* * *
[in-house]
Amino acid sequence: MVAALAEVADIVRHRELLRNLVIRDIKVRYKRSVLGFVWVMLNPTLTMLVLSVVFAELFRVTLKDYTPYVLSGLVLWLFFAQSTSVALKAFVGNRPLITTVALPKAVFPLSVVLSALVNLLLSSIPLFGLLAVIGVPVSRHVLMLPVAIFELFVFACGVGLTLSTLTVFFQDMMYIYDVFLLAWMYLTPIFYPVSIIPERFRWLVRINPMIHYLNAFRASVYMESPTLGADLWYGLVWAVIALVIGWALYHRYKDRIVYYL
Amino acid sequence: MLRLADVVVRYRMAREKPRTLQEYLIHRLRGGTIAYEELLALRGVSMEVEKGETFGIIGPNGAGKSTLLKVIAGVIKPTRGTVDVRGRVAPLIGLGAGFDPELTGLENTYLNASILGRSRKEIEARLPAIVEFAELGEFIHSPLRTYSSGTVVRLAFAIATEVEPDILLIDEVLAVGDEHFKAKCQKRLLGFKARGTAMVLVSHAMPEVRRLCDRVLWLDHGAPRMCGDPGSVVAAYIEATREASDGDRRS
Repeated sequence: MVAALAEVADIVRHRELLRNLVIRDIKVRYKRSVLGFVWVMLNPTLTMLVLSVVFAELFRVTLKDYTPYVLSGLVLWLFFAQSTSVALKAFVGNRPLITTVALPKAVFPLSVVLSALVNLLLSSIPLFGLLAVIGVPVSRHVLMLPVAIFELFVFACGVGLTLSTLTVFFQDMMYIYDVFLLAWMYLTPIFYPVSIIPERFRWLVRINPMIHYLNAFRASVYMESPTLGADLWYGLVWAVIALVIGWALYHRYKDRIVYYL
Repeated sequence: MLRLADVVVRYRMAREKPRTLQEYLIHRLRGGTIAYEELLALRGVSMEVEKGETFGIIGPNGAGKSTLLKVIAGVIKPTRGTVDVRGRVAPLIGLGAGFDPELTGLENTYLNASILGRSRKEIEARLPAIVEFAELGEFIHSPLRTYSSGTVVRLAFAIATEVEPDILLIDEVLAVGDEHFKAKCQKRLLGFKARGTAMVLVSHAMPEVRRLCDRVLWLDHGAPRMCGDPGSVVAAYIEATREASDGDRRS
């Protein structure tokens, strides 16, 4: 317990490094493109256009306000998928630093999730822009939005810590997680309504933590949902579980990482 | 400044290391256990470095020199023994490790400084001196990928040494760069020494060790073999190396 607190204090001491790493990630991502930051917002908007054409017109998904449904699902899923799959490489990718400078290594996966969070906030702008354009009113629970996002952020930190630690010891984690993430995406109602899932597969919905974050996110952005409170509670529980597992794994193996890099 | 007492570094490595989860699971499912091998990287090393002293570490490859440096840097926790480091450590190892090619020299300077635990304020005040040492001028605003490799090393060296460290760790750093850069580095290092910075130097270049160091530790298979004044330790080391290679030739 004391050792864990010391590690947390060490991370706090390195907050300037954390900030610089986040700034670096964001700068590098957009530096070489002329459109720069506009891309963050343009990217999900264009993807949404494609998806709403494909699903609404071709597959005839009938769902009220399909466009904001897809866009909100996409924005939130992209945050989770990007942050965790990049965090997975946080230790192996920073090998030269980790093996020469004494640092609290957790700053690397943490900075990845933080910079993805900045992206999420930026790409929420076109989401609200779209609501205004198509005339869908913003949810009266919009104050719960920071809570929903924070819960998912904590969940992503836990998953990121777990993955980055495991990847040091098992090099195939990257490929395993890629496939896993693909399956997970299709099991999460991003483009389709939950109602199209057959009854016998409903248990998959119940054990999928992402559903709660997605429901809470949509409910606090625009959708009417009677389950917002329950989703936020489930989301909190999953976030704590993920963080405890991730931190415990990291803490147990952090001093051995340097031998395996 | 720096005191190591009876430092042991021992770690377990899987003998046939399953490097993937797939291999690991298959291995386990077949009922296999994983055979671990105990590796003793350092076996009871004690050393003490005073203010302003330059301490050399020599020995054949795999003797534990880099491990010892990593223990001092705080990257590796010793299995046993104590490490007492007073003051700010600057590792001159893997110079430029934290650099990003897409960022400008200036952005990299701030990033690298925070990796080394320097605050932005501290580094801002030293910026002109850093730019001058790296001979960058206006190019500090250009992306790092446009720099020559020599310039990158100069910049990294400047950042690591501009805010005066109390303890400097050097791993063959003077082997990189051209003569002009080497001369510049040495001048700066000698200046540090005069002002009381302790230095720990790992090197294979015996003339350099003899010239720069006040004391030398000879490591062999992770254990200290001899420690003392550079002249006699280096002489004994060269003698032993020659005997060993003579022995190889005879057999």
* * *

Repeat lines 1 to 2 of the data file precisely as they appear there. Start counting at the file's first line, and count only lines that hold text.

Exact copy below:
[in-house]
Amino acid sequence: MVAALAEVADIVRHRELLRNLVIRDIKVRYKRSVLGFVWVMLNPTLTMLVLSVVFAELFRVTLKDYTPYVLSGLVLWLFFAQSTSVALKAFVGNRPLITTVALPKAVFPLSVVLSALVNLLLSSIPLFGLLAVIGVPVSRHVLMLPVAIFELFVFACGVGLTLSTLTVFFQDMMYIYDVFLLAWMYLTPIFYPVSIIPERFRWLVRINPMIHYLNAFRASVYMESPTLGADLWYGLVWAVIALVIGWALYHRYKDRIVYYL